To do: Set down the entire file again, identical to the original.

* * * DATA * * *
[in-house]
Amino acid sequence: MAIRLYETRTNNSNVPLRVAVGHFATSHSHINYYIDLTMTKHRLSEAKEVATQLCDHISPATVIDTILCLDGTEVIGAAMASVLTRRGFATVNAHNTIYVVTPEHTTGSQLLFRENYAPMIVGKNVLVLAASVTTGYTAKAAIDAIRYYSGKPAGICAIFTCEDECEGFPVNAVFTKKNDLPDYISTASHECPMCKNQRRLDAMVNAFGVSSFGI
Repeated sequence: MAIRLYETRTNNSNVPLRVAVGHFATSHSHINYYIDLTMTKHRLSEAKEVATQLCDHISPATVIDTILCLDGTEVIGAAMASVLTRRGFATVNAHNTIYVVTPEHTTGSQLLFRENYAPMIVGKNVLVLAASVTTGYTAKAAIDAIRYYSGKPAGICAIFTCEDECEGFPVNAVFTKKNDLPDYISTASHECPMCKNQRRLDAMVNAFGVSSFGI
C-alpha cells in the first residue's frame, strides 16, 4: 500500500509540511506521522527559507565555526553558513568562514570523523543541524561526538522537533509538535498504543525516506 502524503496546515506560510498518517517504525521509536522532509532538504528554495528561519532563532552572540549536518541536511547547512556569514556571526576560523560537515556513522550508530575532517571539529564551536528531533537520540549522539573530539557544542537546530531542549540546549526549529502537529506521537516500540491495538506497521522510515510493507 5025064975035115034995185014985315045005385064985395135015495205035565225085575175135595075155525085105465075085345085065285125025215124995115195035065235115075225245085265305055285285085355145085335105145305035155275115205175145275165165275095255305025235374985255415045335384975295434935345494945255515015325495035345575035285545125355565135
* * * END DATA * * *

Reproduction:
[in-house]
Amino acid sequence: MAIRLYETRTNNSNVPLRVAVGHFATSHSHINYYIDLTMTKHRLSEAKEVATQLCDHISPATVIDTILCLDGTEVIGAAMASVLTRRGFATVNAHNTIYVVTPEHTTGSQLLFRENYAPMIVGKNVLVLAASVTTGYTAKAAIDAIRYYSGKPAGICAIFTCEDECEGFPVNAVFTKKNDLPDYISTASHECPMCKNQRRLDAMVNAFGVSSFGI
Repeated sequence: MAIRLYETRTNNSNVPLRVAVGHFATSHSHINYYIDLTMTKHRLSEAKEVATQLCDHISPATVIDTILCLDGTEVIGAAMASVLTRRGFATVNAHNTIYVVTPEHTTGSQLLFRENYAPMIVGKNVLVLAASVTTGYTAKAAIDAIRYYSGKPAGICAIFTCEDECEGFPVNAVFTKKNDLPDYISTASHECPMCKNQRRLDAMVNAFGVSSFGI
C-alpha cells in the first residue's frame, strides 16, 4: 500500500509540511506521522527559507565555526553558513568562514570523523543541524561526538522537533509538535498504543525516506 502524503496546515506560510498518517517504525521509536522532509532538504528554495528561519532563532552572540549536518541536511547547512556569514556571526576560523560537515556513522550508530575532517571539529564551536528531533537520540549522539573530539557544542537546530531542549540546549526549529502537529506521537516500540491495538506497521522510515510493507 5025064975035115034995185014985315045005385064985395135015495205035565225085575175135595075155525085105465075085345085065285125025215124995115195035065235115075225245085265305055285285085355145085335105145305035155275115205175145275165165275095255305025235374985255415045335384975295434935345494945255515015325495035345575035285545125355565135